stress management is important for mental well being

Help your children manage daily stress

Rajkumari Tankha
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Attending school, after-school tuition classes, hobby classes, personality-development classes and a host of other co-curricular and extra-curricular activities, the life of a school-going child is certainly not easy these days. Add to this a bunch of kids whose job is nothing but to bullying others. And it is not difficult to imagine the stress levels children these days must be facing.

These facts on childhood stress are corroborated by a recent study done by Vanderbilt University.

Vanderbilt University study analysed more than 200 studies involving over 80,000 children and adolescents and found that just like adults, children too face alarming levels of stress.

The bad news is chronic stress can lead to mental health problems like depression, anxiety, post-traumatic stress syndrome, eating disorders and even substance use. So, just like adults, it is important for children to learn ways and means to manage stress.

The good news is as a parent you can play a crucial role in helping your kid keep his/her stress levels low and aid in his/her mental well being.

So, what you can do as a parent is:

Talk to your children and let them express themselves freely. Don’t start giving advice the moment they mouth their problem, but just listen to them patiently.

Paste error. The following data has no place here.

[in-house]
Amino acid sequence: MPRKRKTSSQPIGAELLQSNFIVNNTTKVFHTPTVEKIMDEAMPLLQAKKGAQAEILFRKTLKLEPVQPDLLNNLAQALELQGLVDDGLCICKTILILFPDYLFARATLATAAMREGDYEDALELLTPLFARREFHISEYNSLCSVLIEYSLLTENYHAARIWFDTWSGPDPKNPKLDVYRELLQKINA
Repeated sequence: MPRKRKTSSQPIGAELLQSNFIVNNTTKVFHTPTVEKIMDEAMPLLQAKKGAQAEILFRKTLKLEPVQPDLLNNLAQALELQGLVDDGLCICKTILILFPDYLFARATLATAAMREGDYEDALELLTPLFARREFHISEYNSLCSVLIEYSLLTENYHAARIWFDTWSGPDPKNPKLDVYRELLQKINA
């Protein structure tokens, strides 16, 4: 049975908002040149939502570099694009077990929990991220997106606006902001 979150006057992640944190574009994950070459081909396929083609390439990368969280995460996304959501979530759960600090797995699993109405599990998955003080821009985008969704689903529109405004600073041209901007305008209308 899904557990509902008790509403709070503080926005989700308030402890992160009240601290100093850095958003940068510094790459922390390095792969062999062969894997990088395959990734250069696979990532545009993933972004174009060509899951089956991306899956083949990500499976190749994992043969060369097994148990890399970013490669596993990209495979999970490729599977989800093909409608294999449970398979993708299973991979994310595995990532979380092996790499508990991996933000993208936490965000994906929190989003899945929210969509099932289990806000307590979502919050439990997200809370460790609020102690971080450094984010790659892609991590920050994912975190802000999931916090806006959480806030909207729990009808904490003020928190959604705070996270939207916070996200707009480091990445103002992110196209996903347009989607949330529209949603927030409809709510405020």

After the child has vented his heart out discuss with him/her the ways and means of resolving the issue.

Talk about your own experiences at that age, and how you dealt with issues, and the lessons you learnt in the process.

Give your child a new plan to deal with the issue, and tell him/her to follow it for a few days. If it works, that’s good enough, if it doesn’t think something else; some out-of-box idea.

Chronic stress is a cause of concern as it can disrupt the white matter present in the brain of children which is as yet still-developing. Stress can thus lead to long-term problems with complex thinking and memory skills, attention span, learning as well as behaviour, says Bruce Compas, lead author of the Vanderbilt University study, published in the journal Psychological Bulletin.

The study points out that it is important that children be taught adaptive strategies like constructive communication and looking at the problem from a different angle. Children who resort to things like avoiding their emotions or deny the presence of their feelings have much higher levels of stress as compared to those who recognise the problem and talk about it.

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